Happiness is supposed to be what we value above all else. Even in ancient times, Aristotle wrote that “Happiness is the meaning and the purpose of life, the whole aim and end of human existence.” I think most people would agree. After all, who wants to be miserable?
So it’s strange that we pay so little attention to happiness. When the OECD ranked the US first out of 36 countries in terms of household wealth, but only 12th in life satisfaction, the response was…nothing. No big headlines or blue ribbon panels or congressional committees or even a furrowed brow. Nothing.
Compare that to the sanctimonious hand wringing when there is even a slight dip in GDP or a weak jobs report or a mildly troubling manufacturing index and it becomes clear that, while we say we pursue happiness, we do very little to produce it, or even measure and monitor it. Is it any wonder than we’re ever more prosperous but no more happy?
A Personal Story
When I moved to Eastern Europe in the mid-nineties, the first thing I noticed was how poor everyone was. It wasn’t just incomes that were low, housing was in shambles, streets were dirty, stores lacked products and food quality was pitiful (I got food poisoning on a regular basis that first year).
Yet as I settled in, learned the local languages, traveled widely throughout the region and visited people in their homes, I began to realise that many of them were genuinely happy, even if their living conditions left much to be desired. What’s more, they were generous, readily sharing what little they had.
It took a while, but I eventually began to realise why. Much of what we need doesn’t require money (or at least not very much of it).
Those who don’t go to fancy nightclubs can visit friends at home. A doctor doesn’t need a Mercedes to serve her community, just skill and caring. favours can be traded, goods bartered. Gifts, even modest ones (like the bottle of shampoo someone presented me with one Christmas), can be given and received enthusiastically.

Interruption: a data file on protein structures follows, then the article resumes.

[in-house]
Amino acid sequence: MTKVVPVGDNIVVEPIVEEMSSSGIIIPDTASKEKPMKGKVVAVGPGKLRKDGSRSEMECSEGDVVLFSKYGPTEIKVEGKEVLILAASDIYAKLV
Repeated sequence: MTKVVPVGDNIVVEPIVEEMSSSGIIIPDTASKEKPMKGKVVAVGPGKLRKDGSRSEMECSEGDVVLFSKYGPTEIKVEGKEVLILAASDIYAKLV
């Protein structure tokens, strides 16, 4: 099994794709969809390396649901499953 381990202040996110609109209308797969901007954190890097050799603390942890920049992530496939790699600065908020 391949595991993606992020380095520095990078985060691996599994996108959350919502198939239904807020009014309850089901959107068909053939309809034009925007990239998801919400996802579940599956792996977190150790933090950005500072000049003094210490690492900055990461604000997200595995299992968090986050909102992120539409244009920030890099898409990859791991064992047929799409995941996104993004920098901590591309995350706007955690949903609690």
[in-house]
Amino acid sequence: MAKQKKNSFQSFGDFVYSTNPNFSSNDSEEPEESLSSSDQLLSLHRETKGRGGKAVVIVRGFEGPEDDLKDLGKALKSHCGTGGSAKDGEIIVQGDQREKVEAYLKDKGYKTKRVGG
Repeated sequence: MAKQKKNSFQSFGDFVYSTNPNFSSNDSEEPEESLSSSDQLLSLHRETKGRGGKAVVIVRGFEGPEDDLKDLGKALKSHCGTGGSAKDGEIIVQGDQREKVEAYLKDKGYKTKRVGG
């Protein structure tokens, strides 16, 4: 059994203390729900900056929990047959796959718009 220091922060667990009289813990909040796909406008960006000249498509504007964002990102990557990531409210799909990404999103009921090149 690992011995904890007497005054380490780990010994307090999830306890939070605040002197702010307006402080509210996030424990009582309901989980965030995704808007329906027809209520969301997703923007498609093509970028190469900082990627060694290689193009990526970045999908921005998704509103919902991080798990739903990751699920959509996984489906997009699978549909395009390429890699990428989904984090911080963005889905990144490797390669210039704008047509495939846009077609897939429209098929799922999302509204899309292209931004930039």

The Clothesline Paradox
Tech visionary Tim O’Reilly calls the phenomenon I experienced in Eastern Europe the Clothesline Paradox, based on an argument for alternative energy dating from the 70’s. The basic concept goes like this: If you put your clothes in the dryer, the activity gets counted as part of the economy, but if you hang it up on a clothesline, it just disappears.
O’Reilly sees the dilemma as a fundamental confusion between value creation and value capture. We find it easy to put a value on the activity of Goldman Sachs and Morgan Stanley (except, of course, when they crash markets), but very difficult to calculate the contribution of Tim Berners-Lee, who created the Web and gave it to the world.
On an individual level, it is easy to see why a highly paid investment banker works a 90-hour week, but somewhat harder to quantify the pleasure and sense of accomplishment a hacker gets from contributing code to Linux, Apache or a host of other open-source platforms that have become crucial to the information economy.
Economists call situations like these externalties and try to account for them by estimating their economic contribution, but the concept is a clumsy one. When a kid creates a viral video and uploads it to YouTube, money ends up at Comcast or another Internet service provider in the form of higher usage fees. Who gets the country club membership?
When Profit Doesn’t Suffice